At first I thought, “This must be something artificial … !” Thoughts bounced around making me wonder if some other vet had been doing some sort of experiment – implanting some sort of sensor, or something. But three things chased those thoughts away:

One, I knew that McGrove wouldn’t have allowed any such thing.

Two, I knew I was the only vet in the area.

And, Three, I’d never heard of any such thing! Implants in cows … ?

But … that’s what it felt like to me … something …

… artificial … !

I should mention that – yes – there’s often times when unborn calves are deformed – you’ll feel odd bumps and lumps. But … you can identify them …

… I had no idea what this was.

McGrove couldn’t see my face from his angle – he was just behind and to my left, holding the lantern. And he must have figured that my ‘jump’ when I touched the thing was probably just me trying to turn the calf.

Still … his presence served to remind me … in front of these lifelong farmers, you don’t show any sense that you don’t know what’s going on. Even if you’re the only vet around, if you make a mistake, or seem as though you don’t know what’s going on … word gets around. Some farmers in the area would rather lose stock than subject their animals to a vet they didn’t think was what they deserved.

So …

… I didn’t withdraw my hand.

By this time, the cow was moaning. Yes, it’s normal …

… but not like this.

In the couple of seconds that I was there trying to figure out what to do next, the cow’s moans grew louder and louder …

… and turned into screams.

I don’t know if anyone else had heard a cow scream, but I’ve … I mean … I was a vet for over a decade, and I’ve never heard anything like it. Couple that with the fact that it was just me and McGrove out there – seemingly in the middle of nowhere – and you can understand why the hairs on the back of my neck stood up straight enough to push against my collar.

“Jesus Christ!”

“Just hold the lamp still … there’s … ”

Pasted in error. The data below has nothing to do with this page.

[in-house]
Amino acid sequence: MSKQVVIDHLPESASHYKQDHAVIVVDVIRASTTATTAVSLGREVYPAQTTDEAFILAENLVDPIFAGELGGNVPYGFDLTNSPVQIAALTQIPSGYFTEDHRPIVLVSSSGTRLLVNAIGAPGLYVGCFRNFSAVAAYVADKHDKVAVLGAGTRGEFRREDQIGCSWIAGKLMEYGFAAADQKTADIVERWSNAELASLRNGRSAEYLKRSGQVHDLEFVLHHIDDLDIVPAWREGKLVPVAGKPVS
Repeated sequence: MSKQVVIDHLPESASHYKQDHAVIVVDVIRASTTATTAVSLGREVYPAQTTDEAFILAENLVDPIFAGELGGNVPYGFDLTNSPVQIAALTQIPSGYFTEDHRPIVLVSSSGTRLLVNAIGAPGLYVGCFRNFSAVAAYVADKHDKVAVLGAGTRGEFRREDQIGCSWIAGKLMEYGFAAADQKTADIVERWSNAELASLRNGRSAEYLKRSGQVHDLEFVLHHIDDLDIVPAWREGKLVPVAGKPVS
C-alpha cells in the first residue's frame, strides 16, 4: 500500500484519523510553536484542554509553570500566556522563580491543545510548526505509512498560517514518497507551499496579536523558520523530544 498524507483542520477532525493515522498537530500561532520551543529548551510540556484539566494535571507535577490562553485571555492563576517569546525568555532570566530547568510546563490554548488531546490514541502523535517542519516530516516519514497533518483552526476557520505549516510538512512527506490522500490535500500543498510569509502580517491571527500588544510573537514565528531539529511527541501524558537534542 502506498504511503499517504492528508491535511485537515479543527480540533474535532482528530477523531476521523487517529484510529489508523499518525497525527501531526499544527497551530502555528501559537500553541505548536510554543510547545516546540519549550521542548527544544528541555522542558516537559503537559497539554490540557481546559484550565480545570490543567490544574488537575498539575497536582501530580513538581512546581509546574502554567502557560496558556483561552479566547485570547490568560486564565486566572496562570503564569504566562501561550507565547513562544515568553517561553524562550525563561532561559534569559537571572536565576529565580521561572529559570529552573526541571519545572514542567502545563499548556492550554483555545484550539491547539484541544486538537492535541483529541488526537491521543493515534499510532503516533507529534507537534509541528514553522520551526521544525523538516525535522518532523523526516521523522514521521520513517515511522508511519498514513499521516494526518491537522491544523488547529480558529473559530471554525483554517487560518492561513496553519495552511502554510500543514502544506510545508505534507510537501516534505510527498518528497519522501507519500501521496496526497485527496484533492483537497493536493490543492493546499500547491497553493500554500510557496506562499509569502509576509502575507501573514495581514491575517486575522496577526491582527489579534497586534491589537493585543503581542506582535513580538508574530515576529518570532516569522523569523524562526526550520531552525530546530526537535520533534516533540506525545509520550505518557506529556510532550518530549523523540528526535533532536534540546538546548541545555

I was about to say, “Something … ”, but I didn’t have to.

McGrove got to see it all for himself …

That poor cow …

Sorry …

It’s just …

… nothing should have to suffer like that …

Anyway …

… I fell back. All in one go, my arm was out and I was suddenly on my arse. And just as well, too, because that’s what saved my life.

That poor cow kicked like she was having a seizure. I’d never seen anything as violent, though. I remember seeing McGrove out of the corner of my eye jumping as I scrambled back, too, fast as I could.

Didn’t save him, though. But it did save me.

The … legs, I guess you’d call ‘em … the legs tore out through that poor cow’s side, instead of coming out through the birth canal. McGrove was nearest that side, and I was where I was expecting a calf to be delivered, so that’s why he got …

… sorry …

… all right … I’m all right …

… it’s just … I’ve never seen anything like …

… sip o’ me tea, here …

… anyway …

… those … legs … they tore her open like … like meat going through a grinder … ! You know those hand-winding meat grinders … ? Just like that. Only this was bone, tendons … flesh! And it all happened instantly. It was like whatever was inside her just … flexed.

Chunks of that poor cow hit me and I ended up flat on my back. I was trying to wipe the blood and meat out of my eyes when I saw this shadow … six or eight legs … some sort of dome shape for a head … rise up out of what was left of that poor cow …

… next thing I know, McGrove was screaming.

I thought the cow’s screams were bad …

It didn’t last long, and when I finally wiped enough bits of the Bessie out of my face to see properly, that … thing … had disappeared. And all that was left of McGrove was … ribbons, I guess. Ribbons of meat. Ribbons of bone.

The blood … the bits … the cow’s and McGrove’s … on me, it felt like they were as warm as if I’d poured kerosine on myself.

I don’t know what it was. I can’t even remember what happened in the next couple of hours, actually. Doctors said shock. Police said a neighbour had heard the screams even from a couple of hundred acres away! Thought them chilling enough to ring the coppers. Coppers found me and what was left of McGrove … and that poor cow … up on that hill. I was in shock, or something, like I said …

Took a couple of days before the coroner determined that I couldn’t have done what had been done to McGrove. No … human could have …